Cleaner seas! Is coronavirus lockdown a blessing in disguise for Mumbai's marine ecosystem?
Environmentalists believe fishermen will get better and healthier catch post this for which demand will also be high
At a time when the fishermen are struggling to make both ends meet, environmental and oceanography scientists are of the opinion that the lockdown will be a blessing in disguise for the marine ecosystem. They believe that the fishermen will get a better and healthier catch post this period for which the demand will also be high.
According to environmentalists, the shutting down of industries has reduced the amount of effluent in the sea, which in turn has reduced the pollution level. And with fishing coming to a halt, the larvae will now grow well and the fish population will increase. Healthy breeding would also start from June-July.
'Lockdown is the only way'
Speaking to mid-day, Dr Jiyalal Jaiswar, ex-chief scientist CSIR-National Institute of Oceanography, said, "A complete lockdown is the only way to break the transmission cycle. It definitely has dealt a massive blow to the fisheries sector and the demand for fish has collapsed resulting in hardships for the fishermen and those who work for them."
Dr Jiyalal Jaiswar, former chief scientist CSIR-National Institute of Oceanography
"However, there will be a positive impact on the industry as well. The halt in fishing activities gives scientists a research opportunity – one that could demonstrate a better, more sustainable way to manage the ocean in the post COVID-19 period," he added.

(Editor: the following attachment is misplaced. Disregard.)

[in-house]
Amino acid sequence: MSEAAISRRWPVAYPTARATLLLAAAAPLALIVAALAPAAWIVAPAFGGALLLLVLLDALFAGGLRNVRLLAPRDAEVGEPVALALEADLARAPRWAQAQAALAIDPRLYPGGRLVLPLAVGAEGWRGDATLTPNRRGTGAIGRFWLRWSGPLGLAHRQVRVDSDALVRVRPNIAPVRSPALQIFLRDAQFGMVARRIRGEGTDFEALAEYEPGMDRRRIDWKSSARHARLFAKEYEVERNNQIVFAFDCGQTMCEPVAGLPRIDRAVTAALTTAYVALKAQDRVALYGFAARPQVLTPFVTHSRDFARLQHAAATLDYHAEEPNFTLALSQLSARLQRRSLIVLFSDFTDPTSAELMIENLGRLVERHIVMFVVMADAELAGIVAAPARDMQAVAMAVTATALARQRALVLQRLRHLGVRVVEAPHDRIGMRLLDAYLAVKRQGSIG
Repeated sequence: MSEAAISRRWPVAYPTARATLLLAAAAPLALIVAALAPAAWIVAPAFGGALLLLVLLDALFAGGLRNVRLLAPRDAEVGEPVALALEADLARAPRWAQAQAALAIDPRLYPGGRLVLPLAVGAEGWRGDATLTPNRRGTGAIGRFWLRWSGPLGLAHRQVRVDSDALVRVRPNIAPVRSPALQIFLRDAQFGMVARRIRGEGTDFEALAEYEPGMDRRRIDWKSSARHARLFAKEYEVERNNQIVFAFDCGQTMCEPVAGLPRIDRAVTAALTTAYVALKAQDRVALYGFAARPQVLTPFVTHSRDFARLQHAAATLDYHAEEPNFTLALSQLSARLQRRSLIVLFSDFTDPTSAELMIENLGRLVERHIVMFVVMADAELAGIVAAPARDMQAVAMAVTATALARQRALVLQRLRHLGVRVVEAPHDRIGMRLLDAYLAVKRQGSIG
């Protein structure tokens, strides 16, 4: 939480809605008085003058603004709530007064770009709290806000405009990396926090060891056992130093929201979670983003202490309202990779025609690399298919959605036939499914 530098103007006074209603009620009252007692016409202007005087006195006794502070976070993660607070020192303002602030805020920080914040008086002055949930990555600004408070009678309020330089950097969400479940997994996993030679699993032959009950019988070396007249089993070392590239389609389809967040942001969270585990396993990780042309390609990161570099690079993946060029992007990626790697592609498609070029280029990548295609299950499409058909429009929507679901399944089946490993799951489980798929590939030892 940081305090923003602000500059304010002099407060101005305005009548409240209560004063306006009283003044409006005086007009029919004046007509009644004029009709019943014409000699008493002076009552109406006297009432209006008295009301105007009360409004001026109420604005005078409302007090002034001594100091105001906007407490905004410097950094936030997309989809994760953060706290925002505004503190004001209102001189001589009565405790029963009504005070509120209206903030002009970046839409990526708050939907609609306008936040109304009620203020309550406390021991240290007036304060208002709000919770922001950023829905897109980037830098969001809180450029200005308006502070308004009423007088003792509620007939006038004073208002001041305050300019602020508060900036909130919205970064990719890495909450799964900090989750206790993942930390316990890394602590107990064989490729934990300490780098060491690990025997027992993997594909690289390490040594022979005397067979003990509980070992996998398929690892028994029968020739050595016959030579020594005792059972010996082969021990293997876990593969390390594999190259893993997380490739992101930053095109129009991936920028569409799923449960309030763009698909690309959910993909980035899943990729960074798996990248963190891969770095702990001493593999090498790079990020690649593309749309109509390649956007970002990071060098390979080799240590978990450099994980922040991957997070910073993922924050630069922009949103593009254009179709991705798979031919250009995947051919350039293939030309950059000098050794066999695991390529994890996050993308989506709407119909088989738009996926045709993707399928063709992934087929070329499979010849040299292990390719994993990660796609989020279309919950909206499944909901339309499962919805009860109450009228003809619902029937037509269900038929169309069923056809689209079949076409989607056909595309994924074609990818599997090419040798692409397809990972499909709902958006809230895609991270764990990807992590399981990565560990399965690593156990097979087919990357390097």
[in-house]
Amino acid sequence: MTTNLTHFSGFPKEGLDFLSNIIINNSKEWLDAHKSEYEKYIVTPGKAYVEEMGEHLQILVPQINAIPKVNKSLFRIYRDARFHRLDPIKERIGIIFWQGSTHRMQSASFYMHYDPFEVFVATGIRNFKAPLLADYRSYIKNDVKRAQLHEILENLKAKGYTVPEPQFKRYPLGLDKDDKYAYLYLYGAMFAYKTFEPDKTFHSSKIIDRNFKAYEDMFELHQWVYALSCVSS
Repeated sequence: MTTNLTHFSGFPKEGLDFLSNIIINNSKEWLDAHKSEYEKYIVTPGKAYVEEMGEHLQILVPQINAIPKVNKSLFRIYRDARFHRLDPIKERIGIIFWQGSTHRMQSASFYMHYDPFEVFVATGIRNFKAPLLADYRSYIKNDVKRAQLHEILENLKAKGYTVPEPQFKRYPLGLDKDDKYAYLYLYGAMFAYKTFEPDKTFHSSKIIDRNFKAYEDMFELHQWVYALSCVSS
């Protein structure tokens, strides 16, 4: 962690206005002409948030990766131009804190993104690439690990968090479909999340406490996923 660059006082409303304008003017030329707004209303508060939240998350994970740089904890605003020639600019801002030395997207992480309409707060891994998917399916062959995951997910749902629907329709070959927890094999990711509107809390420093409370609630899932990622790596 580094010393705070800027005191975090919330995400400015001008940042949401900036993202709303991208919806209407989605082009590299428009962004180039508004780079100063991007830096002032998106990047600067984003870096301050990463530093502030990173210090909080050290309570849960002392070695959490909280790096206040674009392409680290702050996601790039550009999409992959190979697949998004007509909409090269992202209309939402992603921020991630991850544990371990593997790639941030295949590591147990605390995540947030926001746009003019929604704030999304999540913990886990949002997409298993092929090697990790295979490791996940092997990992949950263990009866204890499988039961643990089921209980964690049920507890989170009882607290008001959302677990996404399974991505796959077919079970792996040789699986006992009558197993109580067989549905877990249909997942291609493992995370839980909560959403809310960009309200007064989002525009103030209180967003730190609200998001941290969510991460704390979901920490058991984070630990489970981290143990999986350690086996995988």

Jaiswar further said, "This period will also help fish biomass to increase. This could also significantly recover the stock in the sea. This involuntary closer of fishing will certainly have a positive impact on the fish stock and will also create a good fishing ground to recover from years of over-fishing."
"The lockdown is also expected to have a positive impact on the marine environment. With industrial activities coming to a halt, the amount of effluents being released into the water has gone down, thereby, improving the health of the marine ecosystem. The improved quality of water in estuaries and close to the shore will be beneficial for the fishing industry as well," he added.
Meanwhile, Godfrey Pimenta, trustee of Watchdog Foundation and vice-president of Bombay East Indian Association, said, "We have mailed our concern to State Chief Secretary, Ajoy Mehta, who has acknowledged it and forwarded the request to his subordinate. We have requested the government to grant a compensation for the fishing community, on the lines of that for the farmers. Even though the central government has lifted the ban on fishing, due to logistic issues the
fishermen cannot venture into the sea."
'How to earn our livelihood?'
He added, "We support Dr Jaiswar's observation but with no income the next few months are crucial for the fishermen and their families. And the fact that fishing activities will come to a halt during monsoon worries everyone."
Samir Nakhwa, a fisherman from Worli koliwada, said, "Even last year due to three cyclonic pressures in the sea we could not venture out for fishing continuously from August onwards. We could do it for a few days towards the end of October, but by then the season had already come to an end." "Even this time, with the lockdown extended till May 3, we'll barely have any time left to go fishing. What do we do to earn our livelihood?" asked Samir. Even after repeated attempts to contact Chief Secretary, Ajoy Mehta, he was unavailable for comment.
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